In the summer of 1979, Mr. Reed taught me how to drive. More importantly, he taught me how to stay on the road.
In Farmland (a real town, not jut a field of corn), we took driver’s training in the summer and teachers who traditionally taught math, science, and shop class risked their lives by teaching driver’s training to prepubescent boys and girls.
And so, every morning for a month in the summer, I would climb in the car with Mary Ashcraft, Marc Thornburg, and my gym teacher Mr. Reed. Two of our trio of newbies would sit in the back seat while the other automobile apprentice drove with Mr. Reed at their side. After an hour or so, we would switch and someone else would have their opportunity to terrify the passengers. The two neophytes in the back seat (and I suspect Mr. Reed, as well) would spend the hours praying that we didn’t die at the hands of the inexperienced driver behind the wheel. Looking back, I truly believe that nothing stood between us and Death except sheer blind luck and Mr. Reed’s passenger-side break peddle.
This truth was never more evident than the morning I was cruising down the gravel roads of central Indiana, enjoying the plume of dust roiling in my wake. Mr. Reed casually turned to me and asked me a simple and direct question in a calm tone, “Do you hear that noise, Curt?”
Making sure my hands were still at 10 and 2 and that both eyes remained on the road, I leaned in toward the dash and listened for a minute. The noise wasn’t coming from the engine; it wasn’t mechanical in nature. So, I listened more intently. And then I heard it. It was a rustling sound that seemed to be coming from the passenger side of the car as if it was in the door, or just outside the door, or even under the tires. It was loud and was getting louder the further I drove.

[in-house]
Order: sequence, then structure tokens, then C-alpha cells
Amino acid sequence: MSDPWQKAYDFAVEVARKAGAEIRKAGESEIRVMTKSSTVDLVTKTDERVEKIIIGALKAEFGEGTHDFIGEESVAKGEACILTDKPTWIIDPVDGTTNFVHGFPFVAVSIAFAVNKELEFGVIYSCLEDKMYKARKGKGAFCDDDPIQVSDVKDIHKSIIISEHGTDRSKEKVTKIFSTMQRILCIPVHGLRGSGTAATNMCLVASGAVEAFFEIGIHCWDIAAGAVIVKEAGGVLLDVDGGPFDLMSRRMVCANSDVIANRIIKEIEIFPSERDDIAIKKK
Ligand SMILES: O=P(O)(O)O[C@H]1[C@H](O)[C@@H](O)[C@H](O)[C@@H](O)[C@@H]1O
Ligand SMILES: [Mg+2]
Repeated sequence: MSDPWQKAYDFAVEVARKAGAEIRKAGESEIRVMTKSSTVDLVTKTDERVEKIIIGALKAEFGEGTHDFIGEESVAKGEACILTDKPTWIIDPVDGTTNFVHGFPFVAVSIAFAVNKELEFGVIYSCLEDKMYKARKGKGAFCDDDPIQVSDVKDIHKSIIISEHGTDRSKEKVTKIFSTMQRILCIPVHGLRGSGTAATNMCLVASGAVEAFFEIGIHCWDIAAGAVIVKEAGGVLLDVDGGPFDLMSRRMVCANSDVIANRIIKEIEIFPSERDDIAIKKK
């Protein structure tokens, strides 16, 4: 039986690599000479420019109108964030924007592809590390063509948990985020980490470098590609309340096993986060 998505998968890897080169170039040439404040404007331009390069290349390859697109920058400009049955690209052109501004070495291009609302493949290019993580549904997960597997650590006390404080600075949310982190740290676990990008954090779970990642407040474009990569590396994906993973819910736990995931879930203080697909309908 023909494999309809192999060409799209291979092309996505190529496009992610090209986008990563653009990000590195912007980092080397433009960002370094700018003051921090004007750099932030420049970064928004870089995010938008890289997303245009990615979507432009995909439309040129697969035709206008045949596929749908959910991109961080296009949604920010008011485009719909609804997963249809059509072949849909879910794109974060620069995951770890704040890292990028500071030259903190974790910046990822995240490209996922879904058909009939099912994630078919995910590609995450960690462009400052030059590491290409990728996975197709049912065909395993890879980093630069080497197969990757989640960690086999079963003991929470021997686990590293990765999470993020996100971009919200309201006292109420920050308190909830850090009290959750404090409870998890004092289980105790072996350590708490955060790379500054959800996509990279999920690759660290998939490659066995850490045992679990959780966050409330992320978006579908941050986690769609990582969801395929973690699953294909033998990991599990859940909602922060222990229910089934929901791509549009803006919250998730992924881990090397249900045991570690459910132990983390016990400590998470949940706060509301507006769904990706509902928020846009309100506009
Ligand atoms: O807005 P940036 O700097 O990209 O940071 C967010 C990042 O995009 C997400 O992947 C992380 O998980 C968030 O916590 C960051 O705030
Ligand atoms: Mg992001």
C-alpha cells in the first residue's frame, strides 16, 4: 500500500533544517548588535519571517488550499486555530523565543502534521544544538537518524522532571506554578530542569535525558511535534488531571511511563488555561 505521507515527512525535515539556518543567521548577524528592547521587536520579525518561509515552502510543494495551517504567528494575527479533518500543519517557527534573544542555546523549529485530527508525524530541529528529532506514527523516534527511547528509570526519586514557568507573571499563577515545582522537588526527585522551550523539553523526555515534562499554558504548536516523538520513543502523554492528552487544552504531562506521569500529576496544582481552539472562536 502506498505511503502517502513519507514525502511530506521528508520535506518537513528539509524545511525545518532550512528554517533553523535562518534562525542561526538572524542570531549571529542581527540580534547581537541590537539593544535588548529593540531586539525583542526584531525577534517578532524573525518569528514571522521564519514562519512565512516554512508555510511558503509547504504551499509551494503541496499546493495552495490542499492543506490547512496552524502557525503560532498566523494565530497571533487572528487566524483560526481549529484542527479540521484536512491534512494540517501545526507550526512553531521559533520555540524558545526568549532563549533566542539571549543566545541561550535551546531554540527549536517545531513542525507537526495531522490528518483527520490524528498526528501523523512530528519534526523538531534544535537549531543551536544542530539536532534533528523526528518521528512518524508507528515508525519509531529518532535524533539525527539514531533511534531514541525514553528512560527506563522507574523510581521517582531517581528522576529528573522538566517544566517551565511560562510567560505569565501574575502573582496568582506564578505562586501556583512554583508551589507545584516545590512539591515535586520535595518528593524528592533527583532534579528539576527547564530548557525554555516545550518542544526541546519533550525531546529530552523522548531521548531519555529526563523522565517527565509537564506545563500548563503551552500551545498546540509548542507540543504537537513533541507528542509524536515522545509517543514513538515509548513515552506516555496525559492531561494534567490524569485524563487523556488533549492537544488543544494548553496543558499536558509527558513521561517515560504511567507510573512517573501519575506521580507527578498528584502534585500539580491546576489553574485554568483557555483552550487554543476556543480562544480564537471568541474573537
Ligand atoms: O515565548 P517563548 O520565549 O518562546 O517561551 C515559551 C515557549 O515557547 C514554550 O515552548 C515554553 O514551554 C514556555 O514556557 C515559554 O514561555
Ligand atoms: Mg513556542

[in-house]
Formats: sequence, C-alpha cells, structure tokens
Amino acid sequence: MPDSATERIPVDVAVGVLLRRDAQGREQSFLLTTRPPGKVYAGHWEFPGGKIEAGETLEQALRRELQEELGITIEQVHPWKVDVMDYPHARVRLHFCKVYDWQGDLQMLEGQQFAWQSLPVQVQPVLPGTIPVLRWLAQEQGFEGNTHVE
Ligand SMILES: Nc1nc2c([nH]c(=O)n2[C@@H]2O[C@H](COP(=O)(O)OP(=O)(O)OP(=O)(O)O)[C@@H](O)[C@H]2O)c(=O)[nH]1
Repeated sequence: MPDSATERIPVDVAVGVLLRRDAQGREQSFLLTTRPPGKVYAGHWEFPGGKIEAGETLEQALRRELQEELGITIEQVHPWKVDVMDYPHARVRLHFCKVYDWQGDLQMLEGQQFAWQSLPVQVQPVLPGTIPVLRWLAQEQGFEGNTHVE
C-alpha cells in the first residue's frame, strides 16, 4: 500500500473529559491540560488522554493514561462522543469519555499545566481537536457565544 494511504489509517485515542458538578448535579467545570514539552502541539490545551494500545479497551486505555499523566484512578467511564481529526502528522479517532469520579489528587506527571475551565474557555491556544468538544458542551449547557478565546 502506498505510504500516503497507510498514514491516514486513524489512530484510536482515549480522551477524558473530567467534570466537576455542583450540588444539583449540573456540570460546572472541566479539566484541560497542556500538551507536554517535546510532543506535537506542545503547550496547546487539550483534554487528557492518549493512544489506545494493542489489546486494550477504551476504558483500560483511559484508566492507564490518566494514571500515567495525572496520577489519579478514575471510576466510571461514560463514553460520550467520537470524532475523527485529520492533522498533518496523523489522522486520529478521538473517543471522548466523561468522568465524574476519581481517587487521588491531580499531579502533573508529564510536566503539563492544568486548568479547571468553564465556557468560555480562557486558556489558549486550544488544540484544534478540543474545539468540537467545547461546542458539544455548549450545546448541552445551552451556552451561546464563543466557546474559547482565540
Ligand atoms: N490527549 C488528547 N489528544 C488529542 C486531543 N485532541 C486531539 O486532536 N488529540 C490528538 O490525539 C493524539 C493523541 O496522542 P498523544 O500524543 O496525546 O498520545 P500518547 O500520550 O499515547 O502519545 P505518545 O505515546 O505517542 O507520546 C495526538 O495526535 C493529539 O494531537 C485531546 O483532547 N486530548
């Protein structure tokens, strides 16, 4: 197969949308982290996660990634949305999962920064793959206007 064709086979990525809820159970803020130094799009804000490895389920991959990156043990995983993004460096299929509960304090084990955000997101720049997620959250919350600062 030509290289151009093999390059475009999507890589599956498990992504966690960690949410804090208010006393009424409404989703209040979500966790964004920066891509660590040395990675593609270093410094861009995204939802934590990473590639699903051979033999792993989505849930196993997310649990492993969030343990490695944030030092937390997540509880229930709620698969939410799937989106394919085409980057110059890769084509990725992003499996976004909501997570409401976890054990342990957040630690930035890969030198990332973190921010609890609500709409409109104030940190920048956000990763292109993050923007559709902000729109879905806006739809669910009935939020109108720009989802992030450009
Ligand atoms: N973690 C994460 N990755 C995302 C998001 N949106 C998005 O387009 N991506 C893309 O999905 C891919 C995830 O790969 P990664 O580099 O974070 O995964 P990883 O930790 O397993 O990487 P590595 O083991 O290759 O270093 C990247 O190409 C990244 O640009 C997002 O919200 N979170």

“I do hear it!” I exclaimed with pride. “What is it?” I asked with genuine curiosity.
Mr. Reed, in a composed and unperturbed reply, stated the obvious truth that my young driver’s mind could not comprehend, “Well, that’s the side ditch that you’re driving in. It’s scraping against the side and bottom of the car. You might want to get back on the road.”
I was driving 50 miles per hour along the back roads of Indiana…actually the back side ditches of Indiana, and had no awareness of the danger. I was completely ignorant of my plight. I was oblivious to the hazards in my driving. It took someone with experience to point out the error of my ways and guide me to the center of the lane.
Thanks to Mr. Reed, to this day I rarely drive in the ditch; at least, not when I’m in the car.
But how many times in my personal life have I veered off course, strayed off the path, found myself on the edge of the straight and narrow without even knowing it? How many times have I turned my life toward the margin of right and wrong, the boarder between safety and peril? The answer? Far too many times.
We could all use a calm voice in our life from time to time, guiding us back, reminding us of the warning signs, helping us hear the subtle (and sometimes not-so-subtle) sounds that announce danger heading our way. How about you? Do you have a Mr. Reed in your life? Do you have someone who is willing to ride along through the ups and downs of this journey who can gently speak truth when you wander off course? Do you have someone who will point out the truth when you can’t see it yourself?
I’m certainly thankful for Mr. Reed. He taught me how to drive…and so much more.